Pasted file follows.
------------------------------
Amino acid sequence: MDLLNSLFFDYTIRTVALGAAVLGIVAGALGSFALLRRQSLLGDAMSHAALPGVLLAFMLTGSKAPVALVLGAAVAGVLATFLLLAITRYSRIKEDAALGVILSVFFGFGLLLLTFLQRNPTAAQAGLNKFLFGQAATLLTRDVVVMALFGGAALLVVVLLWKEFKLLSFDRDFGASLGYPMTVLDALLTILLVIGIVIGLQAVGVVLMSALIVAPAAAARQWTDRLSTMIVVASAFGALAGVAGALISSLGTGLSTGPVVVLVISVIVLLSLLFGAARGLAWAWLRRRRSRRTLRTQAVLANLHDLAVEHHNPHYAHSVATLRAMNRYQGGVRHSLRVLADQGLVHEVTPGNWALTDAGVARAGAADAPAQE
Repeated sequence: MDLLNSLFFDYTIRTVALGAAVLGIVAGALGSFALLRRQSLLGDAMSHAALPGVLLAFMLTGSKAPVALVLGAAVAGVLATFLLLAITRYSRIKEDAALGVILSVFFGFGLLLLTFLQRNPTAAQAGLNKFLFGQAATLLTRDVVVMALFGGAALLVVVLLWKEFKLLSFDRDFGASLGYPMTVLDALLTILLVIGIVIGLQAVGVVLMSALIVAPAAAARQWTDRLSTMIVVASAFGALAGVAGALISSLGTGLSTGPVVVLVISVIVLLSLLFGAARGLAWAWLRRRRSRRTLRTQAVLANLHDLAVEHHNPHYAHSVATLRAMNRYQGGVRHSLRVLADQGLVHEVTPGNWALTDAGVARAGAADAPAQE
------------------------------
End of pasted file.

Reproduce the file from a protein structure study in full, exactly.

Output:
Amino acid sequence: MDLLNSLFFDYTIRTVALGAAVLGIVAGALGSFALLRRQSLLGDAMSHAALPGVLLAFMLTGSKAPVALVLGAAVAGVLATFLLLAITRYSRIKEDAALGVILSVFFGFGLLLLTFLQRNPTAAQAGLNKFLFGQAATLLTRDVVVMALFGGAALLVVVLLWKEFKLLSFDRDFGASLGYPMTVLDALLTILLVIGIVIGLQAVGVVLMSALIVAPAAAARQWTDRLSTMIVVASAFGALAGVAGALISSLGTGLSTGPVVVLVISVIVLLSLLFGAARGLAWAWLRRRRSRRTLRTQAVLANLHDLAVEHHNPHYAHSVATLRAMNRYQGGVRHSLRVLADQGLVHEVTPGNWALTDAGVARAGAADAPAQE
Repeated sequence: MDLLNSLFFDYTIRTVALGAAVLGIVAGALGSFALLRRQSLLGDAMSHAALPGVLLAFMLTGSKAPVALVLGAAVAGVLATFLLLAITRYSRIKEDAALGVILSVFFGFGLLLLTFLQRNPTAAQAGLNKFLFGQAATLLTRDVVVMALFGGAALLVVVLLWKEFKLLSFDRDFGASLGYPMTVLDALLTILLVIGIVIGLQAVGVVLMSALIVAPAAAARQWTDRLSTMIVVASAFGALAGVAGALISSLGTGLSTGPVVVLVISVIVLLSLLFGAARGLAWAWLRRRRSRRTLRTQAVLANLHDLAVEHHNPHYAHSVATLRAMNRYQGGVRHSLRVLADQGLVHEVTPGNWALTDAGVARAGAADAPAQE